• March 21, 2013 8:36 pm

      Liz, that is interesting – here seasonal dairies are a rarity, the milk supply is constant. I used to do two cows, like your plan, but always had a hard time managing the overlap the odd dry off. Rain here is a constant – 9 months of wet, and 3 months of dry so succulent feed is pretty easy to come by. And that is made worse/better by rotational grazing.

      I’m not getting any younger and it’s nice to have a break 🙂

      Can’t wait to hear about Molly’s calf!

  4. March 22, 2013 1:46 am

    We have goats for milk, and I plan to do the same thing. This is our first kidding season, and I believe it was way to early; too cold. So this fall, I won’t breed until late fall, giving us kids in May. I also plan to let the doe dry up before we breed, so she’ll be in good shape for the deed. Eventually (when we get another doe) we plan to breed in late fall and March, so we’ll have milk most of the year, each goat providing it for six months of the year.

    Thanks for the drying off tips. I imagine goats would be similar to cows.

  5. Chris permalink
    March 22, 2013 7:09 am


  6. March 22, 2013 9:35 am

    Oh the things I have to learn and the glory of getting to learn them from you.

  7. Rodney permalink
    March 22, 2013 10:56 am

    What a great photo! I have helped deliver a colt one time years ago and was amazed but you really captured a great photo! Awesome! Thanks for posting.


  8. March 22, 2013 12:19 pm

    I only have two chickens in the city. But, I try to take good care of them. I never thought about all this and cows getting a rest and becoming stonger/healthier for the new pregnancy. I absolutely love my hens and feed them good things, no chicken food, and free range them. Today I put up a silly post!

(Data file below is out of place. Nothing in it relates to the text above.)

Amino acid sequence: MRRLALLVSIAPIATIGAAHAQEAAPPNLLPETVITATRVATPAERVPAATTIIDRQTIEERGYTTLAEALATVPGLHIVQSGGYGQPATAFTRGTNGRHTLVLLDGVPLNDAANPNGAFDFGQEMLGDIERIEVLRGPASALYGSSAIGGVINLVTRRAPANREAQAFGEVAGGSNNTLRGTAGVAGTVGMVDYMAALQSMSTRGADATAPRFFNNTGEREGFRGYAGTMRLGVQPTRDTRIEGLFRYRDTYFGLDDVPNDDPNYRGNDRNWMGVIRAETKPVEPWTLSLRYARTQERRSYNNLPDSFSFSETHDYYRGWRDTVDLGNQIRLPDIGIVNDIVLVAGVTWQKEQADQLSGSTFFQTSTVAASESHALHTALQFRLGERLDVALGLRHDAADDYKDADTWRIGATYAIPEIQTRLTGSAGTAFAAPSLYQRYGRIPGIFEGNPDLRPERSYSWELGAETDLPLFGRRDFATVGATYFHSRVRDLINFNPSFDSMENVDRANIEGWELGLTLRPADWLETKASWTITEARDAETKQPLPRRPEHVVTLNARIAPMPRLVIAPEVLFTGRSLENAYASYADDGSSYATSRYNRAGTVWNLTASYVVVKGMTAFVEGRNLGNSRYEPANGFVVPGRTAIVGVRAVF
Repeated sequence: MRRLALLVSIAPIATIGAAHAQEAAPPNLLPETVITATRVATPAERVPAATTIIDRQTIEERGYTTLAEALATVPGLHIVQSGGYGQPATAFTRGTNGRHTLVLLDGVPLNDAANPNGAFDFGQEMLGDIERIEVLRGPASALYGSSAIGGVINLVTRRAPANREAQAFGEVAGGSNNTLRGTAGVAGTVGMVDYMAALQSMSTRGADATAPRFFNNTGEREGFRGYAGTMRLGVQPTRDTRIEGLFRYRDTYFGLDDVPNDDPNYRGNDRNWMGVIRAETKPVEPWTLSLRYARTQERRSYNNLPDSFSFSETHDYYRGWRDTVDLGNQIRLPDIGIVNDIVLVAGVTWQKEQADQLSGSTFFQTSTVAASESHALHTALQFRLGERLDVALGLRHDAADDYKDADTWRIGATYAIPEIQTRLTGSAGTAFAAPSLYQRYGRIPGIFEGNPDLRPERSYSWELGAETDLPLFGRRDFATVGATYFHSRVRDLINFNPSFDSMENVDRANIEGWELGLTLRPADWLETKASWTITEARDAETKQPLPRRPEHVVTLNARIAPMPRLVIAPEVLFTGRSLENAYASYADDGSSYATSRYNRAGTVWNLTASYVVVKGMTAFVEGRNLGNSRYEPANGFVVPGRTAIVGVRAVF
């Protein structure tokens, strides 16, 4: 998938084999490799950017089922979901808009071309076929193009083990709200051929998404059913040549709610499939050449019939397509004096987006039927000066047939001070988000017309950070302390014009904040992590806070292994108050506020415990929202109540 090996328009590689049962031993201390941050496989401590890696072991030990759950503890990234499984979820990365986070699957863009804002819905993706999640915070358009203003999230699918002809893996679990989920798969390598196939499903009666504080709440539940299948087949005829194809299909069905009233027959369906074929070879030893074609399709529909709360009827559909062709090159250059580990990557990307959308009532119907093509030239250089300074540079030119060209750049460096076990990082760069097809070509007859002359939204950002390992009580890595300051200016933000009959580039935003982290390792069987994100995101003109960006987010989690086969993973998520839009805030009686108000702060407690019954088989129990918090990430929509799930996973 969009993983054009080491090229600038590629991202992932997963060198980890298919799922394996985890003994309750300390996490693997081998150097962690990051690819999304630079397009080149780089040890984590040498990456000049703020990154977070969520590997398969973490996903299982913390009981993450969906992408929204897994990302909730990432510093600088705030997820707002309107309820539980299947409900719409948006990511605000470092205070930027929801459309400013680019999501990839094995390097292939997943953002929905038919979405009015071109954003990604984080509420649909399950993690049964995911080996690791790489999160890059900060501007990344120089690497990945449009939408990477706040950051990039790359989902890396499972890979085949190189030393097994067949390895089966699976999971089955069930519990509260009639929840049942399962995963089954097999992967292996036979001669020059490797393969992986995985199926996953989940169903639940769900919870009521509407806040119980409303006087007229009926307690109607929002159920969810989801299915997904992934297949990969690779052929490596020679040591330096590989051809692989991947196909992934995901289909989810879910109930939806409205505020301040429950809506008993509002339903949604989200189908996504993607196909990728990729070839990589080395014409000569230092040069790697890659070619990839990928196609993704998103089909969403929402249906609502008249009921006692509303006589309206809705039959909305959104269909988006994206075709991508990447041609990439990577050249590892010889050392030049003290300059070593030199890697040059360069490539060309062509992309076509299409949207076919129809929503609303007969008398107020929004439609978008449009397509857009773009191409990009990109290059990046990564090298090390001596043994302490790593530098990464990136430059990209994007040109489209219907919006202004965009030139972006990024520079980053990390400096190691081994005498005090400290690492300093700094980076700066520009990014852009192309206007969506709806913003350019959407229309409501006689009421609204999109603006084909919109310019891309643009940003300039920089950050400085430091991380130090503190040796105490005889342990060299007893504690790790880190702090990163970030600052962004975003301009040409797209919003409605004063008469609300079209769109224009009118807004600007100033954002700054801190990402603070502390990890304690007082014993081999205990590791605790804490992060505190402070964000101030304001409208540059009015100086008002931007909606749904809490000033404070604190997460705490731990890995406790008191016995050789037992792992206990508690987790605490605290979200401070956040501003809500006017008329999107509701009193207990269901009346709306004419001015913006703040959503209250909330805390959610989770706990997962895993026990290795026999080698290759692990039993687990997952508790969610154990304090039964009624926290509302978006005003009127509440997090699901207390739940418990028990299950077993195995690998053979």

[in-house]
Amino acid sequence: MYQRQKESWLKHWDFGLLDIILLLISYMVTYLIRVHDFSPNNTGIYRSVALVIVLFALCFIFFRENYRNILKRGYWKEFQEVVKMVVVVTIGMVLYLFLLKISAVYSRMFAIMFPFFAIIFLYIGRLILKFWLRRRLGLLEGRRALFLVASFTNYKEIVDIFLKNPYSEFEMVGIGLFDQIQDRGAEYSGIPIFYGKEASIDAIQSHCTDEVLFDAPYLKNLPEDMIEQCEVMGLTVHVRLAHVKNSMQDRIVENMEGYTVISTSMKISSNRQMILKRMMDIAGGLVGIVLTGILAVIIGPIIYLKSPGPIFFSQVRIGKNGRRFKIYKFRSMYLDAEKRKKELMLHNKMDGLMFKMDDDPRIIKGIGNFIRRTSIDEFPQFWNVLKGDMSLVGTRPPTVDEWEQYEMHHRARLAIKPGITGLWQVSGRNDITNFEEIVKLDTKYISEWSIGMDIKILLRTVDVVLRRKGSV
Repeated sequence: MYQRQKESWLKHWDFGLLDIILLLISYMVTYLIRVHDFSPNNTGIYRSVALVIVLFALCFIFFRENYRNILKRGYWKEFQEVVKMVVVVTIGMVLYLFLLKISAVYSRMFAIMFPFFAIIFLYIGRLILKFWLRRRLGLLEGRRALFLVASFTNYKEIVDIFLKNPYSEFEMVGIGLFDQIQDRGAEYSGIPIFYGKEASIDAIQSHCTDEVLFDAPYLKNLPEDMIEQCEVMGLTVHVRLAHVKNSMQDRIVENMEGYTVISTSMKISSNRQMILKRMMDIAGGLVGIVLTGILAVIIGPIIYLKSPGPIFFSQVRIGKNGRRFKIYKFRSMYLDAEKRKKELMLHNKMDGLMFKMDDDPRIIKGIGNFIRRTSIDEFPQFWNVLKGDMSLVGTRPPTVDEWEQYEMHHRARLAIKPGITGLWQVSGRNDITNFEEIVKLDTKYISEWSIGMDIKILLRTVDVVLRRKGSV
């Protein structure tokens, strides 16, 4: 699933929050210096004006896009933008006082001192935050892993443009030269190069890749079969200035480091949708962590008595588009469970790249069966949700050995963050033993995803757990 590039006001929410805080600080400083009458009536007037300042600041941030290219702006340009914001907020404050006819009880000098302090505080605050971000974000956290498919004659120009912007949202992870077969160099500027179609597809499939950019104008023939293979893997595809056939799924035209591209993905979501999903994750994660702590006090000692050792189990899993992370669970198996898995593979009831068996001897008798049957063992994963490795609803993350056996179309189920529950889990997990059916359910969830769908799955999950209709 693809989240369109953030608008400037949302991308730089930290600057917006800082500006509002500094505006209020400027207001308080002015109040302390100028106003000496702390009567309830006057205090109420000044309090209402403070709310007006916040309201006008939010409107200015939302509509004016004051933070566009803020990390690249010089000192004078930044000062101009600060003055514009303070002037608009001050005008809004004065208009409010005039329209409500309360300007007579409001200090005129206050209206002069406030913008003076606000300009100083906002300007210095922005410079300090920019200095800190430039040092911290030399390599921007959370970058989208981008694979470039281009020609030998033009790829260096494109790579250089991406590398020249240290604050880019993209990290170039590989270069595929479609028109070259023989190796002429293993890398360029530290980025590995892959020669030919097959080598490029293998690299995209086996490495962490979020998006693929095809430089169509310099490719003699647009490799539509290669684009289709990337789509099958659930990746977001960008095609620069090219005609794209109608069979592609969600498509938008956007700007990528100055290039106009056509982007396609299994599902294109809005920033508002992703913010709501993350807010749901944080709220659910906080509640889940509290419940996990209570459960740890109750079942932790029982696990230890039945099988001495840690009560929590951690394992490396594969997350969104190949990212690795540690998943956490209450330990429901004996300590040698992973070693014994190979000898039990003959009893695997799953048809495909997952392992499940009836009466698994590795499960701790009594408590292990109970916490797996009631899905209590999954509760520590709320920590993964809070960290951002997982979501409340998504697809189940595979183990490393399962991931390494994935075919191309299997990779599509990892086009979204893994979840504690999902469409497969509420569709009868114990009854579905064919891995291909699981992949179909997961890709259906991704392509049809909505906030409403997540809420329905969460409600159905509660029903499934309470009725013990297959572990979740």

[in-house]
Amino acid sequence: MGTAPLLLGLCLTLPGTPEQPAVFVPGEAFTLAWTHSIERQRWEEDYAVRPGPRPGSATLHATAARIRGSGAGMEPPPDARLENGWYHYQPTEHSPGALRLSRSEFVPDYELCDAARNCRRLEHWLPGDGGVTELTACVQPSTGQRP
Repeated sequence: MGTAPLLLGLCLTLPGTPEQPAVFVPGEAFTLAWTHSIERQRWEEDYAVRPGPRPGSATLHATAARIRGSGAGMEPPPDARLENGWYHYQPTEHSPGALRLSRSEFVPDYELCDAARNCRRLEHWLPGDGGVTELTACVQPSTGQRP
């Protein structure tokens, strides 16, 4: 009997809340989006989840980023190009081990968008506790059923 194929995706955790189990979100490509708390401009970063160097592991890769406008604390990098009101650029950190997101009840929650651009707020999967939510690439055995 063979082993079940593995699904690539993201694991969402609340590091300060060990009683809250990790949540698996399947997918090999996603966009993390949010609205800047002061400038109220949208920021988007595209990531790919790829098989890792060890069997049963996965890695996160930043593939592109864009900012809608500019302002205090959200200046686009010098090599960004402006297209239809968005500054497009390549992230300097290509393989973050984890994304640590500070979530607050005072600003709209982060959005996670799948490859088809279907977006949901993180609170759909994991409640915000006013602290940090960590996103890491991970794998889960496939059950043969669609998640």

That cow looks content in the pasture, doing what she does where she wants to.

  9. March 27, 2013 1:16 pm

    Great read.
    We are proud new owners of a sweet heifer calf born yesterday to my Jersey,we cross her Highland.
    So I guess we are just getting ready to start milking! Love,love,love milk!!!!

  10. Janet permalink
    March 31, 2013 8:18 pm

    Always love reading all of your blogs, I learn so much! Thanks for taking the time to share your knowledge with all of us! Glad Jane is drying up nicely. I am sure you are enjoying the break! I know my hands are….. so do you just not have any milk or cream until she freshens again?

  11. April 4, 2013 4:10 pm

    I am curious about the salamander egg clusters from your straw delivery!!!

    • April 5, 2013 8:02 am

      Bluejeanqueen, I do need to post about them, now they have frogs for company. Some tads have hatched but I haven’t seen any salamanders yet.